have no personal responsibility for the patients.                        
  D. In order for a physician to advocate for a patient he feels is being
     mistreated by the system, the physician must spent an extraordinary
     amount of time and effort that he could be spending caring for other

  E. It is suggested that major injustices are being perpetrated against Lyme
     disease patients.

Important questions arise:                                              
  A. Is the third party practicing medicine without establishing a
     doctor-patient relationship?                                            
  B. Is the third party then rendering their own diagnosis?
  C. In the event of an adverse outcome resulting from this relationship and
     misdiagnosis (by the third party) is the third party ultimately liable

>*< Dr. Liegner in his presentation appeared to be more convinced than ever
that chronic Lyme disease is the result of persistent infection.  In fact, he
said quite clearly that there should be no controversy  - that indisputable
evidence of chronic persistent infection has been presented and published in
the peer reviewed literature.  His talk underlined the fact that the
presentation of Lyme disease is extremely variable.  He showed that patient
treatment is being determined by persons who have incomplete information
about a patient, who lack important knowledge about the disease and who can
decide a patients fate based on personal belief rather than medical evidence
and can do so with impunity.  The particular case presented made very clear
that the diagnosis of Lyme disease, especially in the chronic recurrent
case, requires in many cases the use of investigational techniques.  These
techniques are not readily available to the average patient. I believe that
most physicians are unaware of the various investigational tests that can be

used to help clinch the diagnosis.  Even if he is aware his access to them is
very limited.  It was clear from this presentation, and other presentations
at the conference, that before one can say a patient does not have Lyme
disease when the clinical evidence points to the disease, and no other
diagnosis can be offered, requires the use of several of the various tests
which in many cases, unfortunately, are only available on an
investigational basis.  It may be that until the "gold standard" test is
developed that when laboratory confirmation is required either by the
attending physician or a third party that a well orchestrated battery of
tests (culture, biopsy, PCR, ELISA, neutralizing antibody, western blot,
antigen, immune complex and so forth) will be necessary in order to
establish the presence of the elusive Borrelia burgdorferi and it's by-
products. >*<                                        

B cell mitogen activity of Borrelia burgdorferi surface components      
William M. Whitmire                                                          

 Results of studies show that like OspA and OspB OspC is also mitogenic.  
Mitogenic proteins may contribute to the pathogenesis of Lyme disease.
Concern was raised about the possibility that vaccines containing these
proteins would produce adverse or undesirable immune system effects.              
Sub-unit vaccine development - new discoveries                                
Charles S. Pavia, PhD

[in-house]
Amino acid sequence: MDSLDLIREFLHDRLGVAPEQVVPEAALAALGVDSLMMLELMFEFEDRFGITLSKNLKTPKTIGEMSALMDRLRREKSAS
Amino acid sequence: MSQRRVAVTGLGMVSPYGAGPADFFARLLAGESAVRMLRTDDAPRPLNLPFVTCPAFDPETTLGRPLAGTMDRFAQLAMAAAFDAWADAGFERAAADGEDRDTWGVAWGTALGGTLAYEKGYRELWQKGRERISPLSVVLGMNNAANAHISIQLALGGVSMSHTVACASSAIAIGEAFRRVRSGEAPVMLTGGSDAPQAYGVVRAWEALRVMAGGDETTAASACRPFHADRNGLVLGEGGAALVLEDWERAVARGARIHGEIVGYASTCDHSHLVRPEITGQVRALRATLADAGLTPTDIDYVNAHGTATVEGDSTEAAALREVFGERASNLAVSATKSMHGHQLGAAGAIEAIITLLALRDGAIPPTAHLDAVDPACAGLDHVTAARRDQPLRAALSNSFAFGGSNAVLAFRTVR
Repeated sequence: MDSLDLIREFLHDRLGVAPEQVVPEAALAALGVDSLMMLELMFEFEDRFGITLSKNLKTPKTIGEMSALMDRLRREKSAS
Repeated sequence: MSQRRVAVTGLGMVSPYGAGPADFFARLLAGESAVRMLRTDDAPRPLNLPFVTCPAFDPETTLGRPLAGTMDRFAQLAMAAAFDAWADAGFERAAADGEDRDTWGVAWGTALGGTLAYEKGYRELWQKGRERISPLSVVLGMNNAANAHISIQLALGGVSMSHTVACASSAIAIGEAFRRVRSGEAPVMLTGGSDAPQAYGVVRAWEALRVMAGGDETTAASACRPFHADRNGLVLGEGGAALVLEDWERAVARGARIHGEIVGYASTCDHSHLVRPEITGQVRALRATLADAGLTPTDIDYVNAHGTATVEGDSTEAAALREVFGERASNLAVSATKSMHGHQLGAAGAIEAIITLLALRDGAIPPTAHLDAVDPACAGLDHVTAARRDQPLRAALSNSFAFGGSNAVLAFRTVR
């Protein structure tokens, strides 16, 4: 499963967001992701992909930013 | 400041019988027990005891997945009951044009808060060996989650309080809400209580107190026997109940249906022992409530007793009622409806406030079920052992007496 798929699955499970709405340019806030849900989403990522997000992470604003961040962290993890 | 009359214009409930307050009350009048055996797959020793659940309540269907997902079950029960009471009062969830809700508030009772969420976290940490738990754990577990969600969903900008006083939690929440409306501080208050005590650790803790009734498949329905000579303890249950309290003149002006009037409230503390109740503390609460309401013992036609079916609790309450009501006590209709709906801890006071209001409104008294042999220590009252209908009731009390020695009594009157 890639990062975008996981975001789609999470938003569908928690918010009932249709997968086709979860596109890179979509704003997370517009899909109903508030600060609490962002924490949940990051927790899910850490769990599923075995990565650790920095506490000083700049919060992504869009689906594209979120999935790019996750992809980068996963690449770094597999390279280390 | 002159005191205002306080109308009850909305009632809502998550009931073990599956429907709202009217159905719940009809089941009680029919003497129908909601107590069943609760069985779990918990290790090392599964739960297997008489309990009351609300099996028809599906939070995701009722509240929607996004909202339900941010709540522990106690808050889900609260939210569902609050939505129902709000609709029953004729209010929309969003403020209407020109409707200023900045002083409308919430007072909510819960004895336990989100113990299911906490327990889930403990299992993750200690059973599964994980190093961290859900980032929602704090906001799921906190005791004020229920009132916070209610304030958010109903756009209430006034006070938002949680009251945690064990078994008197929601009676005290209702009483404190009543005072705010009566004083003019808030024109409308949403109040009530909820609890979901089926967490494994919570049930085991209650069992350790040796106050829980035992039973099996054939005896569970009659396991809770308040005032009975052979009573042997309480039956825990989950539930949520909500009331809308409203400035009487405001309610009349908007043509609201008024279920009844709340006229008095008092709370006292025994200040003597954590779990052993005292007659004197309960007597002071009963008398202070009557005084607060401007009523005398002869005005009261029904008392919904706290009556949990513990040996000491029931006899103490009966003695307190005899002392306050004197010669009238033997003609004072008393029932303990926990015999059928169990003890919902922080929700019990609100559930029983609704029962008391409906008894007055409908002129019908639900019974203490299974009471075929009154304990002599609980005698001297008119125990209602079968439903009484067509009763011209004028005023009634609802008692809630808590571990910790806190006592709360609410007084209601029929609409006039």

The impact of the adjuvants QS-21 and aluminum hydroxide on the    
immunogenicity of recombinant outer surface proteins A and B of Borrelia
were investigated.      
 Antisera to OspB formulated with either adjuvant had low or no
borreliacidal activity against four strains of Bb.  OspA adjuvanted with
QS-21 was highly borreliacidal.  OspA was superior to OspB and QS-21 was
superior to aluminum hydroxide at eliciting functional antibody response.
The vaccine containing OspA and OspB formulated with QS-21 was protective
in mice against infection with 10 infectious spirochetes of strains B31 and
CA-2-87.  This formulation may be a promising vaccine candidate, and QS-21
may serve as a critical component in the subunit vaccine against Lyme
>*<> See previous comment regarding Osp proteins and concern over adverse    
Epizootiology of Lyme Borreliosis in the Southeast

James H. Oliver, Phd
 Dr. Oliver, as he stated it, was told "as if they were law" certain facts
about Lyme disease in the South.  He turned these "laws" around and made
them into hypotheses and then set about to prove them.                            
 1. Ixodes dammini and Ixodes scapularis are not the same.  DISPROVEN
 2. Ix. scapularis prefer lizards - Ix. dammini prefer mice.  When given a
    choice Ix. scapularis preferred mice> lizard> chicken.  When given a
    choice Ix. scapularis nymphs slightly favored mice.  DISPROVEN                        
 3. Lizards are not competent reservoirs -- "jury still out" -- research in
 4. There is no evidence of Bb in non-human animals in the Southeast.
    Bb has been isolated from cotton mouse and cotton rat in both Georgia
    and Florida. DISPROVEN  
 5. There is no proven case of human Lyme disease in the south. DISPROVEN

Commenting about Amblyomma americanum (the lone star tick) he stated that Bb
in molted nymphs disappear or become less pathogenic as time from molt
progresses.  He doubts that there is a difference in the rates of feeding on
humans of Ix. dammini and Ix. scapularis - which he refers to as the
Northern and Southern populations of Ix. scapularis respectively.
>*<> It would be very nice if there were more open-minded true scientists
like Dr. Oliver >*<                                                                


TILE: First Lyme Disease Vaccine in Phase I Clinical Trials
DATE: 5/21/93
SOURCE: Biotechoonogy News, 13 (13), p3